Private payroll employment fell 101,000 in February, after two months of smaller job losses, with job cuts in construction and closely related industries accounting for a significant share of the decline. But the demand for labor has also moderated recently in other industries, such as business services and retail trade, and manufacturing employment has continued on its downward trend. Meanwhile, claims for unemployment insurance have risen somewhat on balance, and surveys indicate that employers have scaled back hiring plans and that jobseekers are experiencing greater difficulties finding work. The unemployment rate edged down in February and remains at a relatively low level; however, in light of the sluggishness of economic activity and other indicators of a softer labor market, I expect it to move somewhat higher in coming months
Here are the relevant charts:
The year-over-year change in payroll growth has been slowing substantially and is now in negative territory.
The unemployment rate is ticking up.
Short version: the job market is in terrible shape.
This is leading to declining consumer confidence and sentiment:
Which will further lower spending.
After rising at an annual rate of about 3 percent over the first three quarters of last year, real disposable income has since increased at only about a 1 percent annual rate, reflecting weaker employment conditions and higher prices for energy and food. Concerns about employment and income prospects, together with declining home values and tighter credit conditions, have caused consumer spending to decelerate considerably from the solid pace seen during the first three quarters of last year. I expect the tax rebates associated with the fiscal stimulus package recently passed by the Congress to provide some support to consumer spending in coming quarters.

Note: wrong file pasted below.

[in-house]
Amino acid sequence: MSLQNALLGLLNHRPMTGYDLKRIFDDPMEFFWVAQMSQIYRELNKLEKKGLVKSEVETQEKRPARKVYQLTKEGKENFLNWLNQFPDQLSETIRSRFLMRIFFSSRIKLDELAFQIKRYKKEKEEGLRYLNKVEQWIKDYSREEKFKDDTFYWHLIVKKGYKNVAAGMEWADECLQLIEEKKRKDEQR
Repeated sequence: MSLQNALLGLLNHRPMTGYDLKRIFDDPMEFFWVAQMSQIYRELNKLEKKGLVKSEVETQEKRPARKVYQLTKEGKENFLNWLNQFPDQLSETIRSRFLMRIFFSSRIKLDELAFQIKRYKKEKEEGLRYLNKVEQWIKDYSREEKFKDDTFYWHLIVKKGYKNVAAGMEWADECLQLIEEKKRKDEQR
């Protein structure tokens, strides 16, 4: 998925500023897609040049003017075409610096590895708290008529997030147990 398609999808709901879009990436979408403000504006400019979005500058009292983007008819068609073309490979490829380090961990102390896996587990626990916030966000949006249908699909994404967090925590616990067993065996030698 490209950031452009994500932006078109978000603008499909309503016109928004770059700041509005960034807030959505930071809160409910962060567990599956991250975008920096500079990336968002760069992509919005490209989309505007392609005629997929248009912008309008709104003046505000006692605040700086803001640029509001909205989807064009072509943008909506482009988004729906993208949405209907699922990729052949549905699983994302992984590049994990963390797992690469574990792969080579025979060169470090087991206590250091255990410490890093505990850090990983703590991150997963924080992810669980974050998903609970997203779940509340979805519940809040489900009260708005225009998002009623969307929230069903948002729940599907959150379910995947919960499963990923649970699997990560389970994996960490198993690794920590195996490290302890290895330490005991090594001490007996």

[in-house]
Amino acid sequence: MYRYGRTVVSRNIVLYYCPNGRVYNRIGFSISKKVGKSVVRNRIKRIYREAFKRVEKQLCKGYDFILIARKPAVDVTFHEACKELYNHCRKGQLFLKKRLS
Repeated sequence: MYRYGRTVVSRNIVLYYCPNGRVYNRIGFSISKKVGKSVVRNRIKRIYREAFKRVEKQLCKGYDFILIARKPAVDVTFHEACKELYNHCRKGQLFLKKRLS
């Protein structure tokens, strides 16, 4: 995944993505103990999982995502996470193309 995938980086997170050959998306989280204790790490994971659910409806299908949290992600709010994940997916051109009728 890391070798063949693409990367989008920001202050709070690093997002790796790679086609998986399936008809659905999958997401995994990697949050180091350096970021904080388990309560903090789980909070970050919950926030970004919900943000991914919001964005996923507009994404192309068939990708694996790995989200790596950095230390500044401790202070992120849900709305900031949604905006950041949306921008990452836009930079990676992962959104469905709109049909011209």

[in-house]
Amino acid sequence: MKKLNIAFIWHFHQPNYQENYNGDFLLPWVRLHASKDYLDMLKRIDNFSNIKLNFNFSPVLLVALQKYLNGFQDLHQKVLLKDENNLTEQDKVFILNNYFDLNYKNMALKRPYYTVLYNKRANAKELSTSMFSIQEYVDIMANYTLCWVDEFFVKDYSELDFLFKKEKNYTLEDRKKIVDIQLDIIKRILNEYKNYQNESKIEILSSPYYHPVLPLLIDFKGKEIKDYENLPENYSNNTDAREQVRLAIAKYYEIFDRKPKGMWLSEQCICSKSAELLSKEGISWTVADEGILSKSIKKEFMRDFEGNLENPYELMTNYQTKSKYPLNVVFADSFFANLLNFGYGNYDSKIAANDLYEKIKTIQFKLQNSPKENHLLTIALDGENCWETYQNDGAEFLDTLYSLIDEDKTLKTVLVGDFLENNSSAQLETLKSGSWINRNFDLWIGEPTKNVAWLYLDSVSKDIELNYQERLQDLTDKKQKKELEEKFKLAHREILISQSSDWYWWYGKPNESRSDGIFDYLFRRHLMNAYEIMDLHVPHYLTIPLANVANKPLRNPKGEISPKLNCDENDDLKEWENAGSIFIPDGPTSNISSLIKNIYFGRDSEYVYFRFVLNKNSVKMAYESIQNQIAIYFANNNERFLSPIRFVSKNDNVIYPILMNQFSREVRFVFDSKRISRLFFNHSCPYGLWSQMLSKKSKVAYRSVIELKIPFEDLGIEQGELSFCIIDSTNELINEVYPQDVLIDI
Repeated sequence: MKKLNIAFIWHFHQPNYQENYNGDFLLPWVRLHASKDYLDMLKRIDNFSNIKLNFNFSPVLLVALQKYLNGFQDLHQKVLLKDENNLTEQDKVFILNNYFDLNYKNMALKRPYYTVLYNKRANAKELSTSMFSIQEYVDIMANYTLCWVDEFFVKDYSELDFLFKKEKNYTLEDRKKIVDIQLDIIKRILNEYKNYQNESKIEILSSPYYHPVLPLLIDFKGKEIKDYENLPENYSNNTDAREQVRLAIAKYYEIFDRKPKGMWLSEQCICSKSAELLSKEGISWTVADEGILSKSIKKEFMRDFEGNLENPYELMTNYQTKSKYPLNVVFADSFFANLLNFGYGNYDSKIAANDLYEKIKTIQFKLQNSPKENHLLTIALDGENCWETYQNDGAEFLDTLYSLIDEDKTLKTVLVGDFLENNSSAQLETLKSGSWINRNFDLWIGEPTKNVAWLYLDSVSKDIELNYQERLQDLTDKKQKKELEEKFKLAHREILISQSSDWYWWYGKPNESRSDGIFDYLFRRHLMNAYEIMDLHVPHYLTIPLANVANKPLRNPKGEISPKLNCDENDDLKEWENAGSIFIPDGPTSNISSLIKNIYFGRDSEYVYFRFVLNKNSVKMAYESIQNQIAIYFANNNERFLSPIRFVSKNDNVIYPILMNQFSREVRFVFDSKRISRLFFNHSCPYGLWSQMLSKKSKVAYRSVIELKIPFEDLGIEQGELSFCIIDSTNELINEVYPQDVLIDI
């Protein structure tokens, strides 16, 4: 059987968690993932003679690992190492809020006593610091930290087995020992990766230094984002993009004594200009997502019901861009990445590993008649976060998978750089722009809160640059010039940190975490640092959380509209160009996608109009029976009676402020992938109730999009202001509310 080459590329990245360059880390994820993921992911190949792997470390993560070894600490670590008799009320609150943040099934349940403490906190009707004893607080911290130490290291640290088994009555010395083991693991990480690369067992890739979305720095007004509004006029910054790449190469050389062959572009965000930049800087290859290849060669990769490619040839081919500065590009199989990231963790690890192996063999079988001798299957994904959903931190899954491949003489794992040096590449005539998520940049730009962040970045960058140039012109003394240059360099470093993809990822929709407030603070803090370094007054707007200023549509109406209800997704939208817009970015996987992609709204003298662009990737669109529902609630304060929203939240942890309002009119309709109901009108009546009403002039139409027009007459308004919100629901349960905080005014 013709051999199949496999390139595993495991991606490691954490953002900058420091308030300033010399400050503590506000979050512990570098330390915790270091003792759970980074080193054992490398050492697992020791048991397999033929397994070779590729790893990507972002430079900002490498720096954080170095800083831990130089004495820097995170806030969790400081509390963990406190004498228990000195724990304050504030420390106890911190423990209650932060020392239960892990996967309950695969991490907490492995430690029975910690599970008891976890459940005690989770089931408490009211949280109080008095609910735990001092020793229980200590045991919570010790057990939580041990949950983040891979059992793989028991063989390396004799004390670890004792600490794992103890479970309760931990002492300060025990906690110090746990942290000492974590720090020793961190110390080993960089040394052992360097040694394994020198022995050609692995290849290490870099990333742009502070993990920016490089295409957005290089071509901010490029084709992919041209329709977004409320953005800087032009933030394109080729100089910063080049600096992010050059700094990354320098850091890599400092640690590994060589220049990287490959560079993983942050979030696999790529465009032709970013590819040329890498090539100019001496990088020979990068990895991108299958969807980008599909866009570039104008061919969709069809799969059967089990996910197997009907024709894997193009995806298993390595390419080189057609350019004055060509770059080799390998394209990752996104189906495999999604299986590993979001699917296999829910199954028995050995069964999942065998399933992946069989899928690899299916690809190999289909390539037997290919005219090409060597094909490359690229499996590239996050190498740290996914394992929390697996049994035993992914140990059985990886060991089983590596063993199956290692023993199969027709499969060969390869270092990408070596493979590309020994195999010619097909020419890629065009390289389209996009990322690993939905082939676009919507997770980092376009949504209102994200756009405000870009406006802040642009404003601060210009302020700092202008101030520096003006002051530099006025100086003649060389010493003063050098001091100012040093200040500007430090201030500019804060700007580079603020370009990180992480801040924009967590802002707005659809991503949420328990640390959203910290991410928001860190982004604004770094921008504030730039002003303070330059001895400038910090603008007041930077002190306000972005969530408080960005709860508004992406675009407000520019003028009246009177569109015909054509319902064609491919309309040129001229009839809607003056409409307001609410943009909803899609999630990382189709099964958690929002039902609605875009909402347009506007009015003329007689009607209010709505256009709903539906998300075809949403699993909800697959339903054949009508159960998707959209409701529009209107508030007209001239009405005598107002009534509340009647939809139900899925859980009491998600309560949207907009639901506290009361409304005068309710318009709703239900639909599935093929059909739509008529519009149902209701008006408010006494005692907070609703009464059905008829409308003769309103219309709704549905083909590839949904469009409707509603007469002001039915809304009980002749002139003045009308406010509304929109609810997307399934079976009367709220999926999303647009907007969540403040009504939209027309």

Here are the relevant charts:
Remember the decreasing employment from above? That is leading to
Dropping income. When consumer's have less money to spend
Real (inflation-adjusted) personal consumption expenditures are decreasing.
It also means that real (inflation-adjusted) retail sales are decreasing on a year-over-year basis.
In the business sector, the pullback in hiring that I noted earlier has been accompanied by some reduction in capital spending plans, as weaker sales prospects, tighter credit, and heightened uncertainty have made business leaders more cautious. On a more positive note, the nonfinancial business sector remains financially sound, with liquid balance sheets and low leverage ratios, and most firms have been able to avoid unwanted buildups in inventories. In addition, many businesses are enjoying strong demand from abroad. Although the prospects for foreign economic growth have diminished somewhat in recent months, net exports should continue to provide considerable support to U.S. economic activity in coming quarters.
Because consumers are cutting back on spending, businesses are cutting back on investment.
Durable goods year-over-year change has been negative for some time.
But the Philadelphia Fed survey is clearly weaker.
As is the empire state (New York) index.
-- There are big problems in the credit markets that aren't going away anytime soon.
-- Housing is still a mess.
-- Employment growth is decreasing
-- Real Disposable income is decreasing, leading to
-- Decreasing consumer spending, leading to
-- Lower business investment.